Furthermore, during the time interval T3 (to be selected at the designing stage, and being subject to process spread and power supply variability), the power transistor gate is pulled down quite rapidly (T3 being on the order of a few tens of ns). The protection circuit will have a trigger time ΔT when the gate keeps dropping to values well beyond the threshold Vgsmax. This has two drawbacks. First, such behavior may result in short term reliability problems because the power transistor gate is subjected to a higher voltage than is acceptable during the periods ΔT. Secondly, to ensure a fast recovery, the protection circuit delivers a large amount of current, which further increases consumption.
It is therefore an object of the present invention to provide a novel type of driver circuit for a PMOS power transistor which overcomes the above technical problem.
The solution of the present invention is based on varying the current levels of the generators used for turning on/off the PMOS switch to suit the states of the protection circuit, the power transistor gate, and the transistor itself. The above problem is thus solved by a driver circuit for P-channel MOS switches including a power transistor having a control terminal and first and second conduction terminals, a controlled current generator connected to the control terminal for turning on the power transistor, and a control circuit for controlling the turning on of the controlled current generator. The driver circuit may further include a protection circuit connected to the control terminal and providing a control signal to the control circuit, and a second current generator connected to the control terminal and driven by the control circuit to control the turning off of the power transistor.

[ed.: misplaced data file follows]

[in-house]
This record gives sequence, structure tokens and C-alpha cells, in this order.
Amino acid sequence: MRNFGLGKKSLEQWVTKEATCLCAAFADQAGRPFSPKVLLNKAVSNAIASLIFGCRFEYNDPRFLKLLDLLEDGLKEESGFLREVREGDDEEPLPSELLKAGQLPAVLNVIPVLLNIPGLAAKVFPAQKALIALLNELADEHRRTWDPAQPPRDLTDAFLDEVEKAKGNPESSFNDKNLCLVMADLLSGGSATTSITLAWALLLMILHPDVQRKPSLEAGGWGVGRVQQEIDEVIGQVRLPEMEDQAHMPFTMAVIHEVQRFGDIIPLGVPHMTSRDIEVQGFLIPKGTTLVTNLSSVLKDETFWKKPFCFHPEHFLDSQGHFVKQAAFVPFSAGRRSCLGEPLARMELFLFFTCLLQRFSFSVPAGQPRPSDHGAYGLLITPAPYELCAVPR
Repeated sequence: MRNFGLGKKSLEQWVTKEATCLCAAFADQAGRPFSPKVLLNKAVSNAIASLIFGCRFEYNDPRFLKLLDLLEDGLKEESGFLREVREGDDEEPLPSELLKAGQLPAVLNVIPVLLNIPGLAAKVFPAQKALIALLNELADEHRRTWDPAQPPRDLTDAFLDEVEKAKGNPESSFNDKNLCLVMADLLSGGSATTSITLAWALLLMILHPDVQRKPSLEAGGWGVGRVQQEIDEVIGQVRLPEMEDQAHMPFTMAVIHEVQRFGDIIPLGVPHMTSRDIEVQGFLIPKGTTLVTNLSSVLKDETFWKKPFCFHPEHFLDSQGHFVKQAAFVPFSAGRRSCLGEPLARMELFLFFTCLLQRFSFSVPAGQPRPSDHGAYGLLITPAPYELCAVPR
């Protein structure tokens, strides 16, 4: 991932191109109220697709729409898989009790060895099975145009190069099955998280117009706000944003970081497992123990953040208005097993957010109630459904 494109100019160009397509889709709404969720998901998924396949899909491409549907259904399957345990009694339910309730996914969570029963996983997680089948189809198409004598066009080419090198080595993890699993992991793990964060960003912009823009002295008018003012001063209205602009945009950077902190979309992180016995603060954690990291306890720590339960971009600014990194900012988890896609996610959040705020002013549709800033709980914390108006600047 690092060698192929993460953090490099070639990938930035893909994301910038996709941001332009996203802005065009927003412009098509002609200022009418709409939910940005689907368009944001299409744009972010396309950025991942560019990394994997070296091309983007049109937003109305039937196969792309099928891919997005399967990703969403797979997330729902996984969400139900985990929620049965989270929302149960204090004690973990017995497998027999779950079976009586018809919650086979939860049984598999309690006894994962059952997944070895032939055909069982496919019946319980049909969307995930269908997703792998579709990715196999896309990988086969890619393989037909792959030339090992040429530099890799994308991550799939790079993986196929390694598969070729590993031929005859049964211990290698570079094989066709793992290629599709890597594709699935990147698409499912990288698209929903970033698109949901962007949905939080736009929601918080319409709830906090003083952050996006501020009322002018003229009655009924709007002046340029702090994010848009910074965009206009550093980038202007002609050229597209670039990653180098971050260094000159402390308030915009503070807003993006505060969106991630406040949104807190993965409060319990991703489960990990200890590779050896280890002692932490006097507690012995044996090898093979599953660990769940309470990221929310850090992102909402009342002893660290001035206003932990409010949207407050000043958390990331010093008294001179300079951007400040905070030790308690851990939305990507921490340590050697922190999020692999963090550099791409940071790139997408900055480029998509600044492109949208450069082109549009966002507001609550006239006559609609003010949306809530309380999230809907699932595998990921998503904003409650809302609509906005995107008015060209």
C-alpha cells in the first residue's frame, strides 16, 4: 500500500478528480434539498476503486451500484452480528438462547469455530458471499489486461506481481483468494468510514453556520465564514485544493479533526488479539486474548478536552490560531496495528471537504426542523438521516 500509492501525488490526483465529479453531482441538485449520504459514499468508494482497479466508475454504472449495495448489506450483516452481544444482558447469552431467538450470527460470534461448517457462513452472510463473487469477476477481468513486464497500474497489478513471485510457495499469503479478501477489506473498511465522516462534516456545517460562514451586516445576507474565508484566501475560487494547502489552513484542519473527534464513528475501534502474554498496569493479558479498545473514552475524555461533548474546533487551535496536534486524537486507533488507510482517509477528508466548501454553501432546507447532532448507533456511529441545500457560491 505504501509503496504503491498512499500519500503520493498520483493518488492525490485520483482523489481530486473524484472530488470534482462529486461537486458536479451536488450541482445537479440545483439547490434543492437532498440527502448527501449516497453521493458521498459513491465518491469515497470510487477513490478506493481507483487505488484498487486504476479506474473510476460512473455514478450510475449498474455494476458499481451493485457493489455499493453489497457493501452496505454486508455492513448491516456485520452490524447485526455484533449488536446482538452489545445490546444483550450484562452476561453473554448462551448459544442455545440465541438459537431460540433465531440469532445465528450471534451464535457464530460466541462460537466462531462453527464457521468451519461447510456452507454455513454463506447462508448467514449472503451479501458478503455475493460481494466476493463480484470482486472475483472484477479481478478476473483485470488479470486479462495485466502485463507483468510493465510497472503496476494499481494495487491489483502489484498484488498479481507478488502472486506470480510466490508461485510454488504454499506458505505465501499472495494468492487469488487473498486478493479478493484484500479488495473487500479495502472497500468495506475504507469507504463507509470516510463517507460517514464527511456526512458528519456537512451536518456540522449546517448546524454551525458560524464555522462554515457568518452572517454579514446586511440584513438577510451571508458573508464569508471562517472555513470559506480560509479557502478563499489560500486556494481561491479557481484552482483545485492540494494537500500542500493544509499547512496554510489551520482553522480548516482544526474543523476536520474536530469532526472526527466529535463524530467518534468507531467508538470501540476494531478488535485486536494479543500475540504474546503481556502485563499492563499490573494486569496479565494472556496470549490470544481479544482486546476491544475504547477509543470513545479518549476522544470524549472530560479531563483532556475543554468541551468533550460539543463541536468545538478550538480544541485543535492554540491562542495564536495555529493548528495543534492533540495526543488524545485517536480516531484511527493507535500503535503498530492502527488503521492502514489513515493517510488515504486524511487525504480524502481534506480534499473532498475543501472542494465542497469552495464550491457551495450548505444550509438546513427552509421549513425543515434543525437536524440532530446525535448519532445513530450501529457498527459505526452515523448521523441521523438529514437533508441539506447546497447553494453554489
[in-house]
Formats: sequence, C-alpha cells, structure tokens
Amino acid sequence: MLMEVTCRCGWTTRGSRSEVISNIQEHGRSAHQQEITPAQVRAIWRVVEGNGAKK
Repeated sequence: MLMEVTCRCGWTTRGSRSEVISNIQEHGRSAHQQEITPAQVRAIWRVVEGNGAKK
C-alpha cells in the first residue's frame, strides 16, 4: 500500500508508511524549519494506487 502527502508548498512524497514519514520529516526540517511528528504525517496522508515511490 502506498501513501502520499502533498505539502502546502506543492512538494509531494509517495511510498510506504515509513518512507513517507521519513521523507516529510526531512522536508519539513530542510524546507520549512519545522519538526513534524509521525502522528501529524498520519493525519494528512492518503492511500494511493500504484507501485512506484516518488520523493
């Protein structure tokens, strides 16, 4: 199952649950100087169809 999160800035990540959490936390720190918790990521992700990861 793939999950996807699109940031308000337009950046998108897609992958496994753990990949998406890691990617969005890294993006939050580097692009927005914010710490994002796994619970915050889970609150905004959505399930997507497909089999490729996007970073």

The second current generator may be connected in series with a controlled switch, and the control circuit may control the controlled switch. The second current generator may include at least one pair of generators connected in parallel together and individually connected in series with a corresponding controlled switch. One of the at least one pair of generators may be smaller than the other of the pair of generators. Furthermore, each of the at least one pair of generators may be connected in series to a corresponding MOS transistor.
The protection circuit may include a storage element for generating the control signal at the end of an action by the protection circuit. Also, the protection circuit may include a sense resistor defining a threshold, and the control signal may be issued when the threshold is exceeded.
The features and advantages of the protection circuit of the present invention will be apparent from the following description of an embodiment thereof, given by way of non-limitative example with reference to the accompanying drawings.
FIGS. 1A and 1B are respective schematic diagrams of conventional driver circuits for a power transistor of the N-channel MOS type according to the prior art.
FIG. 2 is a schematic diagram an embodiment of a conventional driver circuit for a P-channel MOS transistor according to the prior art.
FIG. 3 a more detailed schematic diagram of a conventional driver circuit for a P-channel MOS transistor according to the prior art.
FIG. 4 is a graph vs. time of a series of current signal waveforms appearing in the prior art circuit of FIG. 3.